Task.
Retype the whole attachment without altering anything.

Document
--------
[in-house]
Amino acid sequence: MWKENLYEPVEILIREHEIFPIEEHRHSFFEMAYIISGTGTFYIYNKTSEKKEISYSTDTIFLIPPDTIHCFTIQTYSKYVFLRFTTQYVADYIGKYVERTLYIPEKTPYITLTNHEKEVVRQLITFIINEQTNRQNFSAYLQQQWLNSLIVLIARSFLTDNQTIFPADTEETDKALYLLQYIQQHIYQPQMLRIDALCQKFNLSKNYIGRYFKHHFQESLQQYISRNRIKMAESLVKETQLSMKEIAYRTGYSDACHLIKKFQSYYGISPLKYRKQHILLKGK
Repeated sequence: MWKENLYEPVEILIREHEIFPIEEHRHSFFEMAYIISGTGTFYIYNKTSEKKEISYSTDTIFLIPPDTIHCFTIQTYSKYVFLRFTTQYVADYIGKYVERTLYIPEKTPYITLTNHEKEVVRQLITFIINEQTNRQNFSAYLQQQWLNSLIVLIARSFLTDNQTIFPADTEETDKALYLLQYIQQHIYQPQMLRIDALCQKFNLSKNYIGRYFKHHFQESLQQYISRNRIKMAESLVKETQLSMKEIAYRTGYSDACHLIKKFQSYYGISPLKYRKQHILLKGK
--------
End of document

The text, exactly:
[in-house]
Amino acid sequence: MWKENLYEPVEILIREHEIFPIEEHRHSFFEMAYIISGTGTFYIYNKTSEKKEISYSTDTIFLIPPDTIHCFTIQTYSKYVFLRFTTQYVADYIGKYVERTLYIPEKTPYITLTNHEKEVVRQLITFIINEQTNRQNFSAYLQQQWLNSLIVLIARSFLTDNQTIFPADTEETDKALYLLQYIQQHIYQPQMLRIDALCQKFNLSKNYIGRYFKHHFQESLQQYISRNRIKMAESLVKETQLSMKEIAYRTGYSDACHLIKKFQSYYGISPLKYRKQHILLKGK
Repeated sequence: MWKENLYEPVEILIREHEIFPIEEHRHSFFEMAYIISGTGTFYIYNKTSEKKEISYSTDTIFLIPPDTIHCFTIQTYSKYVFLRFTTQYVADYIGKYVERTLYIPEKTPYITLTNHEKEVVRQLITFIINEQTNRQNFSAYLQQQWLNSLIVLIARSFLTDNQTIFPADTEETDKALYLLQYIQQHIYQPQMLRIDALCQKFNLSKNYIGRYFKHHFQESLQQYISRNRIKMAESLVKETQLSMKEIAYRTGYSDACHLIKKFQSYYGISPLKYRKQHILLKGK